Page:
I love my job, there is no doubt about it that I enjoy going to work. The reason for that is that my role is primarily about supporting teachers to improve their teaching and the learning experience for their students. My focus is primarily technology, but I am also on the observation team so I get to see a broad range of teaching styles and innovations, as well as some not so great attempts at teaching. Seeing staff interactions with students means that I get to see the end product of all my hard work. I loved teaching because I was able to watch my students grow, develop, become successful and make progress. I now get to see this with teachers. Being able to see the impact I have is one of the biggest motivators I have for getting out of bed in the morning. When I see the positive impact of the work I do on staff and therefore on students, it is it clear to me that the concept of sharing is key to improved teaching, learning and assessment and therefore student outcomes. Everything I do is about sharing ideas, technologies, information and opportunities.
One of my colleagues paid me a huge compliment this week, she said that since arriving at the college (January this year) the culture and approach to using learning technology has greatly improved and staff are keen to try new things without fear. It was great to hear that, but at the same time, I didn’t feel I could take all the credit. Rather than spending the last 8 months telling staff how they should be using learning technology, I have instead been building communities of practice, developing groups of innovative teachers, chairing a new working group with an open floor approach to discussions, training early adopters to deliver wider staff training and developing a blog where we can share stories of great teaching and learning from across the college. It hasn’t all been down to me. The teaching staff in my college have risen to the challenge and have loved having the chance to share ideas, support each other, challenge themselves and push the boundaries of their comfort zones. By surreptitiously sharing the responsibility for improving teaching through the mechanisms I have employed, staff are happy to make improvements. They feel a part of the shift, that it isn’t happening around them or to them, but that they are integrated with and important to that cultural change. I have thrown staff in the deep end with new technology, and by that I mean a completely new Virtual Learning Environment, and asked them to deliver training to the remaining teaching staff within a fortnight. They did brilliantly – proof that sharing responsibility, resourcing and enthusiasm can make all the difference.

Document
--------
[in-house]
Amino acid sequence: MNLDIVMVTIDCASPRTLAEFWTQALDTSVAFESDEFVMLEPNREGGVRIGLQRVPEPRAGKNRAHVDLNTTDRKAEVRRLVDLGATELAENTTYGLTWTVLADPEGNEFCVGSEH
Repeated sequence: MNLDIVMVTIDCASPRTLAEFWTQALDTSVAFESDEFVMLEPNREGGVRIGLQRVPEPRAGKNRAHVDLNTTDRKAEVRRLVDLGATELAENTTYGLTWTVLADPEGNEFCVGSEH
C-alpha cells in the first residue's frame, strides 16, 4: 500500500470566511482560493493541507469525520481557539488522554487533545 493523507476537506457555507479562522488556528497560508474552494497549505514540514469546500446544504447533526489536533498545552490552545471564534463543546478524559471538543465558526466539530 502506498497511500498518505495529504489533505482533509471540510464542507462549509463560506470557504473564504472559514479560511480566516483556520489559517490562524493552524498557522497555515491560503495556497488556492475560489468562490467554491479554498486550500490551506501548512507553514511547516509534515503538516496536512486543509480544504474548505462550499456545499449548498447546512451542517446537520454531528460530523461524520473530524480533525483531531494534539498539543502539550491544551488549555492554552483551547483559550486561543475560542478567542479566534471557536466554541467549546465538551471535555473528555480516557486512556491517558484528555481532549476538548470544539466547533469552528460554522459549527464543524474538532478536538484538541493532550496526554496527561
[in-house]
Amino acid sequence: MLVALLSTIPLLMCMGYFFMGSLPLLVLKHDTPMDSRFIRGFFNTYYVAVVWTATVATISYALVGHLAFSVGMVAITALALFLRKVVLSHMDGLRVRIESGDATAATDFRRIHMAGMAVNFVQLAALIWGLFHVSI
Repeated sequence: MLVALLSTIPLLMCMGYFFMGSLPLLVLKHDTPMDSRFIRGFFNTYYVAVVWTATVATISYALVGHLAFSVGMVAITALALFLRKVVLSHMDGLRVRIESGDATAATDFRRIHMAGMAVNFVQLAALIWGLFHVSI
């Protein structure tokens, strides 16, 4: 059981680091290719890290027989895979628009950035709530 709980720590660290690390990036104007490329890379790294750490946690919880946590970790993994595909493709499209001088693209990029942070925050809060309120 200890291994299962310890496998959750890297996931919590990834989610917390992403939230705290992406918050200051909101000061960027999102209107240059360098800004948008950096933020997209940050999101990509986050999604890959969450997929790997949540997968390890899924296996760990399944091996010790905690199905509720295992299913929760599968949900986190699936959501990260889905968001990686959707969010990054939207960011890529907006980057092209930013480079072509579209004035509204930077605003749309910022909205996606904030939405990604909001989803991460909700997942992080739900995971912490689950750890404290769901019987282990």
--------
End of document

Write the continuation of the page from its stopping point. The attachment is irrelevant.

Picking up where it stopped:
Changing the culture of a college, school or any institution cannot be done by one person alone. It can only happen when staff feel empowered to share their own experiences, try new things without fear of failure and work together towards a common goal of improving the student experience. Sharing is genuinely caring, it’s all to do with caring about the student at the centre of what we do and knowing that by engaging in collaborative practice, each one of their learning experiences will be improved.